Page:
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Medical Malpractice: An Overview

Apr 13, 2020 | Firm News, Medical Malpractice

If you believe you may have a medical malpractice lawsuit in Indiana, it’s a good idea to familiarize yourself with the various state laws that could impact your case.

Read on to learn more about medical malpractice laws and rules in Indiana.

Medical Malpractice Explained

You may have grounds to sue for medical malpractice if you are harmed by your doctor or another medical professional because they failed to use reasonable care.

Medical Malpractice Requirements

In order to have a viable medical malpractice case, all of the following must exist:

  • There was an official doctor-patient relationship.
    • Normally, you must be able to prove that you had a doctor-patient relationship with your physician. (There are some limited exceptions to this requirement.) Essentially, you must be able to prove that you hired the doctor and the doctor agreed to handle your care. For instance, you may not sue a physician that you overheard in a coffee shop who gave advice to their friend. If you were seen and treated by a doctor, it’s relatively simple to substantiate a doctor-patient relationship. If you’d like to sue a physician that didn’t treat you directly, it may be more difficult to prove that the doctor-patient relationship existed.
  • The physician acted negligently.
    • If you’re displeased with the treatment you received from your doctor, that doesn’t mean you have the grounds to sue them for medical malpractice. You must be able to prove that the physician acted negligently in diagnosing or treating you. Proving negligence just means showing that the doctor was not as careful as he or she should have been. The medical professional’s treatment doesn’t have to be the very best that is available, but it needs to be “reasonably skillful and careful.” You’ll need to obtain expert testimony to establish the appropriate medical standard of care and show how your physician veered from that standard.
  • The physician’s negligence produced your injury.
    • Since medical malpractice cases commonly involve people who were sick or injured before the medical negligence occurred, it’s frequently unclear whether the physician truly caused the damage. For instance, if a patient dies after lung cancer treatment, it may be challenging to prove that the physician’s negligence caused the patient’s death rather than the cancer itself. You must be able to prove that your injuries were “more likely than not” caused by the physician’s negligence.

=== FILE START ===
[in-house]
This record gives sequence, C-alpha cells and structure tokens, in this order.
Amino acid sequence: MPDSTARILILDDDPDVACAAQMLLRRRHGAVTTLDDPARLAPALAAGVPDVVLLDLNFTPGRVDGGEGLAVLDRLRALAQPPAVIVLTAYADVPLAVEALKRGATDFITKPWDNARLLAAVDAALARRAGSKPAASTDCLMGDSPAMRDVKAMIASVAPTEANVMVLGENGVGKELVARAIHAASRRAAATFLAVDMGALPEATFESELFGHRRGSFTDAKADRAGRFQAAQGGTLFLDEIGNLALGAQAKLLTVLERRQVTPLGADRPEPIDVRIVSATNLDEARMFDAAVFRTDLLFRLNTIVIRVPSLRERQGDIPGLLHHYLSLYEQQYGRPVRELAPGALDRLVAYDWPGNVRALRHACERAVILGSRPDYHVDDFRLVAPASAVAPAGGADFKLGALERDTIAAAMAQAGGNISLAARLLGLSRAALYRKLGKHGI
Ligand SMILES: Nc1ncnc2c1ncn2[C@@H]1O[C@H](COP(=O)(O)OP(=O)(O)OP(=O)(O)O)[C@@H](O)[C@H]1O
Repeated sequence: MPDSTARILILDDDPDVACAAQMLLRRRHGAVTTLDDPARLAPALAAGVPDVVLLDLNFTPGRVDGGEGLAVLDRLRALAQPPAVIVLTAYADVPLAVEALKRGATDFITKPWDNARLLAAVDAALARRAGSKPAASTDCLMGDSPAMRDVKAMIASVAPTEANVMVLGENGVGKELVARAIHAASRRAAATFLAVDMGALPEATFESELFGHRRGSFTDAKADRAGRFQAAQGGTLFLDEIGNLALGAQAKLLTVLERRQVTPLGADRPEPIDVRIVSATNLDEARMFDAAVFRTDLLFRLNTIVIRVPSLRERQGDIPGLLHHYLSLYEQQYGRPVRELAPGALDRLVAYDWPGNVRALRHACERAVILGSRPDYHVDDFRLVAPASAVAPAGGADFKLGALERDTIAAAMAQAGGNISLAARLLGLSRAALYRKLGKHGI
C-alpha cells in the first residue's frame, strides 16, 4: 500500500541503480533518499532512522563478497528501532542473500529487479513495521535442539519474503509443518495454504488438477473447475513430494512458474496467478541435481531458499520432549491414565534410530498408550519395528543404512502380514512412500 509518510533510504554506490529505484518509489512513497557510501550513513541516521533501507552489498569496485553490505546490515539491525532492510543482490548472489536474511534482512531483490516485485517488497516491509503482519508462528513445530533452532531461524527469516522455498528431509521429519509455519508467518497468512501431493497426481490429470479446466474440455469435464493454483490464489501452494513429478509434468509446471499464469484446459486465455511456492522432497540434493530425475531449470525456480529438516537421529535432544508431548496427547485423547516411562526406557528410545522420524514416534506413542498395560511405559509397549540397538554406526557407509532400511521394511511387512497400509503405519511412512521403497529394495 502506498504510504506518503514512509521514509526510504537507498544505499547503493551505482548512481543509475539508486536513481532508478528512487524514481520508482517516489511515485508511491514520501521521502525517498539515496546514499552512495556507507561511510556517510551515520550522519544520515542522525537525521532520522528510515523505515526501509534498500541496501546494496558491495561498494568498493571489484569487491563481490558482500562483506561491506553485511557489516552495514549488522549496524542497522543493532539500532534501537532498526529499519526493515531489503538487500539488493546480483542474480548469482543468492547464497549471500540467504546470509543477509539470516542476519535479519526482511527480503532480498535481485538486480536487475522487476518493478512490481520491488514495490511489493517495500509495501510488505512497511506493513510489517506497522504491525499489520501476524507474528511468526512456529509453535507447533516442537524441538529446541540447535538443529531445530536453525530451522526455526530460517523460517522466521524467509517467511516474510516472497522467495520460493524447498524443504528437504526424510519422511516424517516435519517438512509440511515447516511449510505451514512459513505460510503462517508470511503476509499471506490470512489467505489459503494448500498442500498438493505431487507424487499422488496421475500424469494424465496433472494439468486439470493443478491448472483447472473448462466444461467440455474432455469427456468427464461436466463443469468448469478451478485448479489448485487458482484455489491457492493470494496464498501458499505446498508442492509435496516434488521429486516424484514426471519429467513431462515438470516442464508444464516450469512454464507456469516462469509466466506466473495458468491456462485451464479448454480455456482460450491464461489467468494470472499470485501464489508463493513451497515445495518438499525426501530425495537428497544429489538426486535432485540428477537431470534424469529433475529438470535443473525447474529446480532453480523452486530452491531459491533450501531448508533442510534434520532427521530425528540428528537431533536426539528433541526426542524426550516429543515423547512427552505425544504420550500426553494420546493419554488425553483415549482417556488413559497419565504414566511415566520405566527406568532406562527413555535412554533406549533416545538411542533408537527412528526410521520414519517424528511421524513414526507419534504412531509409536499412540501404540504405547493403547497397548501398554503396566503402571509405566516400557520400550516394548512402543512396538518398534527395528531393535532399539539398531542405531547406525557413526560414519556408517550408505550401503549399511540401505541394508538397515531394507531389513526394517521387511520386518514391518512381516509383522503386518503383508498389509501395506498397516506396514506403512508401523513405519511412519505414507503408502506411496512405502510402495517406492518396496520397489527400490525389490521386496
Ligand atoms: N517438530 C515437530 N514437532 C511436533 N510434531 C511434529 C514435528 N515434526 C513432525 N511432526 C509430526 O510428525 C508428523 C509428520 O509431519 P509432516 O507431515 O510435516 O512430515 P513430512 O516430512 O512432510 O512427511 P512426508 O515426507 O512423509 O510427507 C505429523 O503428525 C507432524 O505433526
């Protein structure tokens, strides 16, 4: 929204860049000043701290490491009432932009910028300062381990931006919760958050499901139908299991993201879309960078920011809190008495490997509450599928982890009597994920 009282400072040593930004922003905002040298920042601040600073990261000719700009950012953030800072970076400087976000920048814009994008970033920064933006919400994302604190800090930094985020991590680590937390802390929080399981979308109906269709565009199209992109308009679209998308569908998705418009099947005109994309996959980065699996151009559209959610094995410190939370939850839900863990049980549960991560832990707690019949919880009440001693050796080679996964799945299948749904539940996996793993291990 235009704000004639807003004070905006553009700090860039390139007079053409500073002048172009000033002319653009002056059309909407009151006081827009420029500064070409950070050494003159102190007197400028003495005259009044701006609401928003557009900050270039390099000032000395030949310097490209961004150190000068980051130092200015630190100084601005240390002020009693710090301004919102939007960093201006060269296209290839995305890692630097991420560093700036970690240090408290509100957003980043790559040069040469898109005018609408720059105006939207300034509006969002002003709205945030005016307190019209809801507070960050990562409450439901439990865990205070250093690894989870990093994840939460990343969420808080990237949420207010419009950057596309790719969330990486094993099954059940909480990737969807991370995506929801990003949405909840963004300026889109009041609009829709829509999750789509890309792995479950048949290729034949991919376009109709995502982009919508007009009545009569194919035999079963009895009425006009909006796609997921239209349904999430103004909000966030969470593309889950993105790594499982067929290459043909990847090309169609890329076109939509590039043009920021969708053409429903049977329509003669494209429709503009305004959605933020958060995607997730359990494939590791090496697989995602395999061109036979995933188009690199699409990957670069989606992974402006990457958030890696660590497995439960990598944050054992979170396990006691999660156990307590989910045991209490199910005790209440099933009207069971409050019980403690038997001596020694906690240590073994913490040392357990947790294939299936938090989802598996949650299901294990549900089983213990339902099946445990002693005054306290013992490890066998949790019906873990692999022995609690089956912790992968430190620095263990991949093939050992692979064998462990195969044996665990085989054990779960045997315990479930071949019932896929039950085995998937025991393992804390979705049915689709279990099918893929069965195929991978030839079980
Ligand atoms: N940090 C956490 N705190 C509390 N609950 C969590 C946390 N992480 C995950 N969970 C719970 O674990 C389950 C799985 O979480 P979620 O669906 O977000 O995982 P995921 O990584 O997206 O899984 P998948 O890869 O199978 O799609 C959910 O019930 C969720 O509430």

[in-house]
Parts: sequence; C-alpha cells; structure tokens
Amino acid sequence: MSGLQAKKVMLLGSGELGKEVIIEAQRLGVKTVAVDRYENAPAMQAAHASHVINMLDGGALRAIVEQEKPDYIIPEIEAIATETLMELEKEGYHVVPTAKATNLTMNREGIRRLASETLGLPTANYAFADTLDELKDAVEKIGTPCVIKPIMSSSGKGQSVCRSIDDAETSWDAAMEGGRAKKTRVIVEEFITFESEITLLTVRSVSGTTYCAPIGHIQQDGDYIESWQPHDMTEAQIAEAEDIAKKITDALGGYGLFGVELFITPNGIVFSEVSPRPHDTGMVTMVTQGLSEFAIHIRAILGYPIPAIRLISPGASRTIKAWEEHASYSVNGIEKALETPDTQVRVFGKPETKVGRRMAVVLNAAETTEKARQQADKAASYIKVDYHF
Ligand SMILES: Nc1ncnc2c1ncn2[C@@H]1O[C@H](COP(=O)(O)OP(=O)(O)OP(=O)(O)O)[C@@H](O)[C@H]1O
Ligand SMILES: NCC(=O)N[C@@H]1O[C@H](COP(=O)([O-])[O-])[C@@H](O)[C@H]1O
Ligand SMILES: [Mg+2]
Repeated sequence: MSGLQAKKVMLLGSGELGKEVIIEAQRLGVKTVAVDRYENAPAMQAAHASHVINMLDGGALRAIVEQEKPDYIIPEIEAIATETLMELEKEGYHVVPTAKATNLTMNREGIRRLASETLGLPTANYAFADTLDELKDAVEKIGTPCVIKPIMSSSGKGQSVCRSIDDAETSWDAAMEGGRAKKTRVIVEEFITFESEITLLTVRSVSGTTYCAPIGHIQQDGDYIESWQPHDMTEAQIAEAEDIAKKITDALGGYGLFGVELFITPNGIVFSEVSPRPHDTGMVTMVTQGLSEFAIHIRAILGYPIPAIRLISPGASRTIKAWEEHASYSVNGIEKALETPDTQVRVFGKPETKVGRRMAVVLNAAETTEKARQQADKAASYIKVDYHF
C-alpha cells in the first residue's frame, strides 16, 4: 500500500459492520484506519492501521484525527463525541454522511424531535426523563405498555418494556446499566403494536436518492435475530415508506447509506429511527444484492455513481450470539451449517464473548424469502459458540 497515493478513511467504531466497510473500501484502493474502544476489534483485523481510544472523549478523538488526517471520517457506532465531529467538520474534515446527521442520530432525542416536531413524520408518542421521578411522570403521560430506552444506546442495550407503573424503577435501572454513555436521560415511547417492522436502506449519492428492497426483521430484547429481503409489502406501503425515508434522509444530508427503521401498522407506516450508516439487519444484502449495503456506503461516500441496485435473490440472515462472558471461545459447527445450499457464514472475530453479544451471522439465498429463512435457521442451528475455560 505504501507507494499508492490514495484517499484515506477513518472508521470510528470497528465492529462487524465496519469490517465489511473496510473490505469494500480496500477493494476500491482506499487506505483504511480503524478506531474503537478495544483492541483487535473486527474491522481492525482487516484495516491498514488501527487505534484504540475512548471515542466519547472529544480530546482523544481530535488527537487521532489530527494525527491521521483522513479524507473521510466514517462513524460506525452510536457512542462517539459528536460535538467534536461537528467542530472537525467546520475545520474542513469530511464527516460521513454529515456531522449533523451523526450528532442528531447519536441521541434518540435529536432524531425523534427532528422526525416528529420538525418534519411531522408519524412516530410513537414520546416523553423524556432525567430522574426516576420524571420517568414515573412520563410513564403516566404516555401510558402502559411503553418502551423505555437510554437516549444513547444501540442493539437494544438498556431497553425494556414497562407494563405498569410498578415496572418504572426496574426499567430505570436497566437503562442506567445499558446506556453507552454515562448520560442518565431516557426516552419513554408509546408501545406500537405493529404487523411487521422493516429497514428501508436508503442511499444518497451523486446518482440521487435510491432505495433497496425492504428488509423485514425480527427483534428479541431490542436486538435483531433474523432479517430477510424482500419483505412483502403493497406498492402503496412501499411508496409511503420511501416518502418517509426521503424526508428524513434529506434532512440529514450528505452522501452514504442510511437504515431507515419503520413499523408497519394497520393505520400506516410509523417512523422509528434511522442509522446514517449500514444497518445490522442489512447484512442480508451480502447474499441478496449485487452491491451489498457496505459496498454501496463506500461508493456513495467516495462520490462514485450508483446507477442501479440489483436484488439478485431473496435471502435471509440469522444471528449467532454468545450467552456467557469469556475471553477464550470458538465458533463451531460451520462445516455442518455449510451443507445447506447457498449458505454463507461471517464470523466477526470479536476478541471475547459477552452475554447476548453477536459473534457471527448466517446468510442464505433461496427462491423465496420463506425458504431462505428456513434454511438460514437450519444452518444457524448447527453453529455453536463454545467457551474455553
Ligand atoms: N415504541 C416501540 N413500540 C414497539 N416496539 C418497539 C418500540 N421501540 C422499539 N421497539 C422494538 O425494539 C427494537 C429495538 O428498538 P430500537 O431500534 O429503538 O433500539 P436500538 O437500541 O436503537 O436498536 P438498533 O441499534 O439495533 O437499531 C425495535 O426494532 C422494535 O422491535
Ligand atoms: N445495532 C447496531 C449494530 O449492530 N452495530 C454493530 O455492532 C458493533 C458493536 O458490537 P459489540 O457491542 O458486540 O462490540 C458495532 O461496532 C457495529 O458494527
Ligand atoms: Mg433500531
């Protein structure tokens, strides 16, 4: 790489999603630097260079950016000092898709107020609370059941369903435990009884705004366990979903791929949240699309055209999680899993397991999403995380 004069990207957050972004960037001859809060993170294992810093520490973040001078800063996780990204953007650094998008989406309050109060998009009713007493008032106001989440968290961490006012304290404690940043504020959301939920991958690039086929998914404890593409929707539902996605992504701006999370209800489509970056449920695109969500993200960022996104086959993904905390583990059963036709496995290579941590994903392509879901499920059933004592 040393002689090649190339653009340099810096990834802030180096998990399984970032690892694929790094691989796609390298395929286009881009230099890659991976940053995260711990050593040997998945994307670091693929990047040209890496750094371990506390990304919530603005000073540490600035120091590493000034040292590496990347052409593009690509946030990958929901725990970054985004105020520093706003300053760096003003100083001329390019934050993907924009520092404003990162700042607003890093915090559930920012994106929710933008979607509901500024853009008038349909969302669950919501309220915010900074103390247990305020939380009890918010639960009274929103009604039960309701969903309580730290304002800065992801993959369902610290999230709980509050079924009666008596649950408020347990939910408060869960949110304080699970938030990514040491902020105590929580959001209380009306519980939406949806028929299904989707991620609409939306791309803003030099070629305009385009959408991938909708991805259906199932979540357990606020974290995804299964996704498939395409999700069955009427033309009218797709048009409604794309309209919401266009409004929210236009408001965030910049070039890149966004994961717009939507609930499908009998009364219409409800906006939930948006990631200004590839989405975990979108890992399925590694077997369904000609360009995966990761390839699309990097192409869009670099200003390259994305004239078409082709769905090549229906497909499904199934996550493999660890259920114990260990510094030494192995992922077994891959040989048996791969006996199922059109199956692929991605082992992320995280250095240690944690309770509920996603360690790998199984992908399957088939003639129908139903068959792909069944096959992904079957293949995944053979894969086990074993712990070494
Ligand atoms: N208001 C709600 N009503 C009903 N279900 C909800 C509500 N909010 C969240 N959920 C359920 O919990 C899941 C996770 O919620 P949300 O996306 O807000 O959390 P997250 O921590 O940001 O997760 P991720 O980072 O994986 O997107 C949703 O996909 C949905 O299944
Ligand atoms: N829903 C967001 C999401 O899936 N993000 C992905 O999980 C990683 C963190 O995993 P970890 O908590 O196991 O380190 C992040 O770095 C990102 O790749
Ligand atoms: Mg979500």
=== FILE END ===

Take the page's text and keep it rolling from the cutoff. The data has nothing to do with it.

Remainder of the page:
• You sustained distinct harm as a result of the injury.
    • Regardless of whether the physician acted negligently, you’ll need to suffer quantifiable harm in order to sue for malpractice. Some examples of quantifiable harm that you may sue for are:
      • Physical pain
      • Mental distress
      • Extra medical expenses
      • Loss of work and/or earning capacity

Statute of Limitations

The statute of limitations sets a specified timeframe for how long after an incident you may bring about a lawsuit. Once the statute of limitations has passed, you’ll no longer be able to file a lawsuit for the medical malpractice you endured.

In Indiana, for medical malpractice lawsuits, the statute of limitations is two years from the date the medical malpractice occurred. In other words, you must file your medical malpractice lawsuit within two years from the date your physician was negligent.

There are some exceptions to this statute of limitations. For example, the statute of limitations may be extended if you had no way of knowing that your physician committed malpractice before the two years expired. However, the general rule is that the claim must be filed within two years of the date of the malpractice.

We’re Here to Help

If you’ve been harmed due to the negligence of your physician, you may be able to sue for medical malpractice. Here at Garau Germano, P.C., we have handled countless medical malpractice cases in order to obtain justice for those who have been wronged by their doctors. Let us obtain justice for you, too. Don’t hesitate to contact our office with your case right away.

Call the medical malpractice attorneys at Garau Germano, P.C. today by calling 317-978-9973 to discuss the details of your case.